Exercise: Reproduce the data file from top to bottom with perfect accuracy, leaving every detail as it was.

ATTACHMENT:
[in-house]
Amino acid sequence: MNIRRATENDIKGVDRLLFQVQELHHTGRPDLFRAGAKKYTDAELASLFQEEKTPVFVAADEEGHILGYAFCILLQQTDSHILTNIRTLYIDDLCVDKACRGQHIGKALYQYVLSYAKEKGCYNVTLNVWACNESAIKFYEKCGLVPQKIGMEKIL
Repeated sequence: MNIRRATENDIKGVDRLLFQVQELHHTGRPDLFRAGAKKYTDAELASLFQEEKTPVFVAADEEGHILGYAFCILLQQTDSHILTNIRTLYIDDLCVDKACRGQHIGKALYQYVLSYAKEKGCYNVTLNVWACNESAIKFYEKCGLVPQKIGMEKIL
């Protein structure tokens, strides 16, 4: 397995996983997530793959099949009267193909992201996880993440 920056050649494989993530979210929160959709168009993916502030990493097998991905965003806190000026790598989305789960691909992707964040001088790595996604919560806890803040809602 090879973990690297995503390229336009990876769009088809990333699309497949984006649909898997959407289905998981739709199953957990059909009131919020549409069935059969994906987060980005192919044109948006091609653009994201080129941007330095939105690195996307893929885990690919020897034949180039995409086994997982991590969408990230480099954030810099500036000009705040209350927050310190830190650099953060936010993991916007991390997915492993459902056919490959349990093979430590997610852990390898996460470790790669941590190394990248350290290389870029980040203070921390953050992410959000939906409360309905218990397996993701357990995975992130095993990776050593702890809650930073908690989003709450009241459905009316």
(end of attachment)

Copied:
[in-house]
Amino acid sequence: MNIRRATENDIKGVDRLLFQVQELHHTGRPDLFRAGAKKYTDAELASLFQEEKTPVFVAADEEGHILGYAFCILLQQTDSHILTNIRTLYIDDLCVDKACRGQHIGKALYQYVLSYAKEKGCYNVTLNVWACNESAIKFYEKCGLVPQKIGMEKIL
Repeated sequence: MNIRRATENDIKGVDRLLFQVQELHHTGRPDLFRAGAKKYTDAELASLFQEEKTPVFVAADEEGHILGYAFCILLQQTDSHILTNIRTLYIDDLCVDKACRGQHIGKALYQYVLSYAKEKGCYNVTLNVWACNESAIKFYEKCGLVPQKIGMEKIL
């Protein structure tokens, strides 16, 4: 397995996983997530793959099949009267193909992201996880993440 920056050649494989993530979210929160959709168009993916502030990493097998991905965003806190000026790598989305789960691909992707964040001088790595996604919560806890803040809602 090879973990690297995503390229336009990876769009088809990333699309497949984006649909898997959407289905998981739709199953957990059909009131919020549409069935059969994906987060980005192919044109948006091609653009994201080129941007330095939105690195996307893929885990690919020897034949180039995409086994997982991590969408990230480099954030810099500036000009705040209350927050310190830190650099953060936010993991916007991390997915492993459902056919490959349990093979430590997610852990390898996460470790790669941590190394990248350290290389870029980040203070921390953050992410959000939906409360309905218990397996993701357990995975992130095993990776050593702890809650930073908690989003709450009241459905009316």